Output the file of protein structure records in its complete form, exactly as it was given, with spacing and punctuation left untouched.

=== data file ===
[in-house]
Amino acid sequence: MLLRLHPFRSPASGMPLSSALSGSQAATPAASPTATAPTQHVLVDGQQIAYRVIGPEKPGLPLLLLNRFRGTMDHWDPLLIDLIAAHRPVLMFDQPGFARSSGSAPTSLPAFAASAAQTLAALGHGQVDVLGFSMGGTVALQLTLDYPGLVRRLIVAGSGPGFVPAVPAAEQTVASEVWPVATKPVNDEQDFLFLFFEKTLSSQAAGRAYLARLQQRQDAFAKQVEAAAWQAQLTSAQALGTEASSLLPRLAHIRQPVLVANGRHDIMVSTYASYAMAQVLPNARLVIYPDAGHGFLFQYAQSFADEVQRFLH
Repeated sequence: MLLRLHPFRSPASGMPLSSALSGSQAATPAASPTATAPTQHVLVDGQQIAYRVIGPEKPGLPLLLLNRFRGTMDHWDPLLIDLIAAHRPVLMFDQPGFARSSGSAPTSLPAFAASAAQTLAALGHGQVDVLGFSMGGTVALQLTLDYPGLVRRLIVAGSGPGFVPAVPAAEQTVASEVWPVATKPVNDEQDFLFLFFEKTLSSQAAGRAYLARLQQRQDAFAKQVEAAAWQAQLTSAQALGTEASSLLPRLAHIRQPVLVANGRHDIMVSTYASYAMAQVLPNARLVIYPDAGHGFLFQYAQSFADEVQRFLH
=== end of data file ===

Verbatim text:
[in-house]
Amino acid sequence: MLLRLHPFRSPASGMPLSSALSGSQAATPAASPTATAPTQHVLVDGQQIAYRVIGPEKPGLPLLLLNRFRGTMDHWDPLLIDLIAAHRPVLMFDQPGFARSSGSAPTSLPAFAASAAQTLAALGHGQVDVLGFSMGGTVALQLTLDYPGLVRRLIVAGSGPGFVPAVPAAEQTVASEVWPVATKPVNDEQDFLFLFFEKTLSSQAAGRAYLARLQQRQDAFAKQVEAAAWQAQLTSAQALGTEASSLLPRLAHIRQPVLVANGRHDIMVSTYASYAMAQVLPNARLVIYPDAGHGFLFQYAQSFADEVQRFLH
Repeated sequence: MLLRLHPFRSPASGMPLSSALSGSQAATPAASPTATAPTQHVLVDGQQIAYRVIGPEKPGLPLLLLNRFRGTMDHWDPLLIDLIAAHRPVLMFDQPGFARSSGSAPTSLPAFAASAAQTLAALGHGQVDVLGFSMGGTVALQLTLDYPGLVRRLIVAGSGPGFVPAVPAAEQTVASEVWPVATKPVNDEQDFLFLFFEKTLSSQAAGRAYLARLQQRQDAFAKQVEAAAWQAQLTSAQALGTEASSLLPRLAHIRQPVLVANGRHDIMVSTYASYAMAQVLPNARLVIYPDAGHGFLFQYAQSFADEVQRFLH